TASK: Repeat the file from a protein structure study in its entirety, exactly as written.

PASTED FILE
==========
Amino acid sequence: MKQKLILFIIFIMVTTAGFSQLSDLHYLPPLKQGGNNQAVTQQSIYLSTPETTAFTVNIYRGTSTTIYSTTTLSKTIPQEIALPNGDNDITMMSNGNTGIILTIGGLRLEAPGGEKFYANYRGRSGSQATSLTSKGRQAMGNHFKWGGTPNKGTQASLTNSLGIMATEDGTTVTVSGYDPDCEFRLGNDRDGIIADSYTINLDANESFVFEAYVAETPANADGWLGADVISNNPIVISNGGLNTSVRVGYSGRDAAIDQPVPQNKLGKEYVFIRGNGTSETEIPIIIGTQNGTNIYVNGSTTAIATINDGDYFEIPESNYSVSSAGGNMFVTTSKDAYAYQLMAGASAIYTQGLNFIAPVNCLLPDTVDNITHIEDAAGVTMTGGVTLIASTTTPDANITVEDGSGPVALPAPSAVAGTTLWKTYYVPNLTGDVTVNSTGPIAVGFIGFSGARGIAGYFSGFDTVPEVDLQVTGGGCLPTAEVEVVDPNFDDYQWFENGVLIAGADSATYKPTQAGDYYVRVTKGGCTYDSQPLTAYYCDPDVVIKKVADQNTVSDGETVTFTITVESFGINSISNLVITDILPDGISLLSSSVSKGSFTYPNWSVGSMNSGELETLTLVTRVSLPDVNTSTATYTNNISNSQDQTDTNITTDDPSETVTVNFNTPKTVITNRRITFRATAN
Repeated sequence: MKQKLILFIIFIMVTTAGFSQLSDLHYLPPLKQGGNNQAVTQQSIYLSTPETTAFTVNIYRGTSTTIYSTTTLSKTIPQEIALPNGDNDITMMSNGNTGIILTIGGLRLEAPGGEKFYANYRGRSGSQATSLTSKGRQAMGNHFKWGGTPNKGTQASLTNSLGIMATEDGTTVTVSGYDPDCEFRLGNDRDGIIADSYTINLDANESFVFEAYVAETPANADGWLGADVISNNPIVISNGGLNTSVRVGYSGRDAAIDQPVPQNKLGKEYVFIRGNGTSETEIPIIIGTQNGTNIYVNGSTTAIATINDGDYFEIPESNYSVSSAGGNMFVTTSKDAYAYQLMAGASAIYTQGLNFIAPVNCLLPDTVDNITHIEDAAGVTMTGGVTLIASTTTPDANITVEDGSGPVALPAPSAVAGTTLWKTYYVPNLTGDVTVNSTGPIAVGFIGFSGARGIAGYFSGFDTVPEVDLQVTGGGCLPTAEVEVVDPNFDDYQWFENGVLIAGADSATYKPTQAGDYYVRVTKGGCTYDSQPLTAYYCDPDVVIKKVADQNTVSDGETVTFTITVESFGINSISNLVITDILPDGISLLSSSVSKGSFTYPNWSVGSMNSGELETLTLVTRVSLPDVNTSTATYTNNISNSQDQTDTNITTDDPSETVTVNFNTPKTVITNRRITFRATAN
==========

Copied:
Amino acid sequence: MKQKLILFIIFIMVTTAGFSQLSDLHYLPPLKQGGNNQAVTQQSIYLSTPETTAFTVNIYRGTSTTIYSTTTLSKTIPQEIALPNGDNDITMMSNGNTGIILTIGGLRLEAPGGEKFYANYRGRSGSQATSLTSKGRQAMGNHFKWGGTPNKGTQASLTNSLGIMATEDGTTVTVSGYDPDCEFRLGNDRDGIIADSYTINLDANESFVFEAYVAETPANADGWLGADVISNNPIVISNGGLNTSVRVGYSGRDAAIDQPVPQNKLGKEYVFIRGNGTSETEIPIIIGTQNGTNIYVNGSTTAIATINDGDYFEIPESNYSVSSAGGNMFVTTSKDAYAYQLMAGASAIYTQGLNFIAPVNCLLPDTVDNITHIEDAAGVTMTGGVTLIASTTTPDANITVEDGSGPVALPAPSAVAGTTLWKTYYVPNLTGDVTVNSTGPIAVGFIGFSGARGIAGYFSGFDTVPEVDLQVTGGGCLPTAEVEVVDPNFDDYQWFENGVLIAGADSATYKPTQAGDYYVRVTKGGCTYDSQPLTAYYCDPDVVIKKVADQNTVSDGETVTFTITVESFGINSISNLVITDILPDGISLLSSSVSKGSFTYPNWSVGSMNSGELETLTLVTRVSLPDVNTSTATYTNNISNSQDQTDTNITTDDPSETVTVNFNTPKTVITNRRITFRATAN
Repeated sequence: MKQKLILFIIFIMVTTAGFSQLSDLHYLPPLKQGGNNQAVTQQSIYLSTPETTAFTVNIYRGTSTTIYSTTTLSKTIPQEIALPNGDNDITMMSNGNTGIILTIGGLRLEAPGGEKFYANYRGRSGSQATSLTSKGRQAMGNHFKWGGTPNKGTQASLTNSLGIMATEDGTTVTVSGYDPDCEFRLGNDRDGIIADSYTINLDANESFVFEAYVAETPANADGWLGADVISNNPIVISNGGLNTSVRVGYSGRDAAIDQPVPQNKLGKEYVFIRGNGTSETEIPIIIGTQNGTNIYVNGSTTAIATINDGDYFEIPESNYSVSSAGGNMFVTTSKDAYAYQLMAGASAIYTQGLNFIAPVNCLLPDTVDNITHIEDAAGVTMTGGVTLIASTTTPDANITVEDGSGPVALPAPSAVAGTTLWKTYYVPNLTGDVTVNSTGPIAVGFIGFSGARGIAGYFSGFDTVPEVDLQVTGGGCLPTAEVEVVDPNFDDYQWFENGVLIAGADSATYKPTQAGDYYVRVTKGGCTYDSQPLTAYYCDPDVVIKKVADQNTVSDGETVTFTITVESFGINSISNLVITDILPDGISLLSSSVSKGSFTYPNWSVGSMNSGELETLTLVTRVSLPDVNTSTATYTNNISNSQDQTDTNITTDDPSETVTVNFNTPKTVITNRRITFRATAN